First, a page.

Clinical signs in sheep are similar to those in cattle. Additionally, the mouth may be ulcerated, and marked intestinal inflammation may be evident at postmortem examination. A convulsive syndrome has been associated with ergotism in sheep.
Diagnosis of Ergotism in Animals
Observation of causative fungus
Confirmation by analytical identification of suspect feed samples
Identical signs and lesions of lameness, and sloughing of the hooves and tips of ears and tail, occur in fescue foot in cattle grazing in winter on tall fescue grass infected with an endophyte fungus, in which the ergot alkaloid ergovaline is considered a major toxic principle. In gilts and sows, lactation failure not associated with ergot alkaloids must be differentiated from prolactin inhibition due to ergot.
Treatment of Ergotism in Animals
Cessation of exposure
Temperate environment (shade and cooling in hot weather or warmth in cold weather); good bedding for animals with lameness and distal limb lesions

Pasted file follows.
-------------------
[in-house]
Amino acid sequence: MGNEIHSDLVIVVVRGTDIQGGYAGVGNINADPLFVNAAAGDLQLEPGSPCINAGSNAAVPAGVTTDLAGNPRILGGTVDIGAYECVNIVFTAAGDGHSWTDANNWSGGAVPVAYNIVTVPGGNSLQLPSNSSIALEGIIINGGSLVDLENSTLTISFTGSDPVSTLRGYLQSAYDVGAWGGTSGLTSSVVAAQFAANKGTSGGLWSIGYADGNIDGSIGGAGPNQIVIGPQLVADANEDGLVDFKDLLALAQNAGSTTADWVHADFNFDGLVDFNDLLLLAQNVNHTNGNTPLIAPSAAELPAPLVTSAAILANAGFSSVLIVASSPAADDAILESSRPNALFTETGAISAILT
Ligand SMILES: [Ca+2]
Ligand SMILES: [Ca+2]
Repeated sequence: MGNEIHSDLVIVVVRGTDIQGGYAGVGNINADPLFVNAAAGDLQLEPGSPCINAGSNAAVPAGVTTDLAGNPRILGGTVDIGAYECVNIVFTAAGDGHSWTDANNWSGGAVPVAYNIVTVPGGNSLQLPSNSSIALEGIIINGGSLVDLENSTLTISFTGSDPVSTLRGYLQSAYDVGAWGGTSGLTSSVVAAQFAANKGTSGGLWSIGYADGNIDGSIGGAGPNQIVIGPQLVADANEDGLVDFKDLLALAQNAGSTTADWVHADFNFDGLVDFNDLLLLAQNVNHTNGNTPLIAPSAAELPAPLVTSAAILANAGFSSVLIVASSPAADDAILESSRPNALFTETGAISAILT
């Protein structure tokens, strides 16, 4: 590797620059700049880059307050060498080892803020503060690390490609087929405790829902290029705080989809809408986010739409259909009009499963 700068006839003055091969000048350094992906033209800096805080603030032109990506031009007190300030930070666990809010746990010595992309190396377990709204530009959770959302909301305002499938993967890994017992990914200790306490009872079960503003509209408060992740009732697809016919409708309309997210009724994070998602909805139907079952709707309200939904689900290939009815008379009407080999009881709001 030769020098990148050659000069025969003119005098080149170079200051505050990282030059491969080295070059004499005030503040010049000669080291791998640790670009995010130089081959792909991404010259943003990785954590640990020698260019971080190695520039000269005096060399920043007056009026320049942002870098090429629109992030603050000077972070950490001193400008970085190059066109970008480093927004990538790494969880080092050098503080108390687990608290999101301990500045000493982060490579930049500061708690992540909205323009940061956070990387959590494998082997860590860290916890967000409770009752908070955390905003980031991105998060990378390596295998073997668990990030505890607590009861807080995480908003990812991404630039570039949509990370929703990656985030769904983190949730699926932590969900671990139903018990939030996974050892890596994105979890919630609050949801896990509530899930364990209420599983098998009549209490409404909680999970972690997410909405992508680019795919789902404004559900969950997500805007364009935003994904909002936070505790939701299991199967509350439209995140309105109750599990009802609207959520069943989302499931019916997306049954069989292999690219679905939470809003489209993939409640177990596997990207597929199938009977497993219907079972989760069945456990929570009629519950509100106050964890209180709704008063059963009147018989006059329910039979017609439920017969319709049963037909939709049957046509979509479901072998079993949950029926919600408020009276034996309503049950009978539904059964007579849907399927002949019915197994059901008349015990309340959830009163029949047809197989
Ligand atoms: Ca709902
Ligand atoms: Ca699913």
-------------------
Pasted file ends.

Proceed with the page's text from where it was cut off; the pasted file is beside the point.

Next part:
Supportive treatment, including the use of antimicrobials if the distal limb lesions are infected; adequate and easily accessible food and water
Animals with only moderate lameness and little separation of tissue above the hoof can gradually recover over the next 3 to 6 weeks. However, animals with severe and usually multiple distal limb gangrene and sloughing should be euthanized.
In horses, parenteral use of the dopamine receptor D2-antagonist domperidone (1.1 mg/kg, PO, every 12 hours for 10–14 days) is effective in prevention of agalactia from ergot alkaloids in fescue Fescue Poisoning in Animals Fescue lameness, which resembles ergot toxicosis, is believed to be caused by ergot alkaloids, especially ergovaline, produced by the endophyte fungus Neotyphodium coenophialum in tall... read more . Use against the same alkaloids produced by C purpurea could be medically logical.
Control of Ergotism in Animals